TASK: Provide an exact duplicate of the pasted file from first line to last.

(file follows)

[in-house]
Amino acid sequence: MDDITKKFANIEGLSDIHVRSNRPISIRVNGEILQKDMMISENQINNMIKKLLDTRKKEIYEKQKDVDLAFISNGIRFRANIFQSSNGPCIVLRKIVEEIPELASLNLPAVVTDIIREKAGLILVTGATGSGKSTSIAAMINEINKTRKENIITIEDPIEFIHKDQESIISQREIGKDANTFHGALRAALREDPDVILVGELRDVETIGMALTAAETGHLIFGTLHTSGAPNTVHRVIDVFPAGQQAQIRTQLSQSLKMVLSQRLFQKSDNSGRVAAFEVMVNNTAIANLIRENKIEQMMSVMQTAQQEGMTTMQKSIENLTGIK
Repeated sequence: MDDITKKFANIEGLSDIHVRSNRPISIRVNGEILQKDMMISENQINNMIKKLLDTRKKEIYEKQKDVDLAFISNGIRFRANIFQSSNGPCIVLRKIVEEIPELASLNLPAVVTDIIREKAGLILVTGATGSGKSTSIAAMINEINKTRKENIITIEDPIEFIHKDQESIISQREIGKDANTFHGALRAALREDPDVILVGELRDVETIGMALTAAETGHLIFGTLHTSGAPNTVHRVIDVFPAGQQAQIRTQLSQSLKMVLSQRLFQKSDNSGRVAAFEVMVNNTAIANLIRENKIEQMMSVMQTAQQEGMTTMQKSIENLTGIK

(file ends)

[in-house]
Amino acid sequence: MDDITKKFANIEGLSDIHVRSNRPISIRVNGEILQKDMMISENQINNMIKKLLDTRKKEIYEKQKDVDLAFISNGIRFRANIFQSSNGPCIVLRKIVEEIPELASLNLPAVVTDIIREKAGLILVTGATGSGKSTSIAAMINEINKTRKENIITIEDPIEFIHKDQESIISQREIGKDANTFHGALRAALREDPDVILVGELRDVETIGMALTAAETGHLIFGTLHTSGAPNTVHRVIDVFPAGQQAQIRTQLSQSLKMVLSQRLFQKSDNSGRVAAFEVMVNNTAIANLIRENKIEQMMSVMQTAQQEGMTTMQKSIENLTGIK
Repeated sequence: MDDITKKFANIEGLSDIHVRSNRPISIRVNGEILQKDMMISENQINNMIKKLLDTRKKEIYEKQKDVDLAFISNGIRFRANIFQSSNGPCIVLRKIVEEIPELASLNLPAVVTDIIREKAGLILVTGATGSGKSTSIAAMINEINKTRKENIITIEDPIEFIHKDQESIISQREIGKDANTFHGALRAALREDPDVILVGELRDVETIGMALTAAETGHLIFGTLHTSGAPNTVHRVIDVFPAGQQAQIRTQLSQSLKMVLSQRLFQKSDNSGRVAAFEVMVNNTAIANLIRENKIEQMMSVMQTAQQEGMTTMQKSIENLTGIK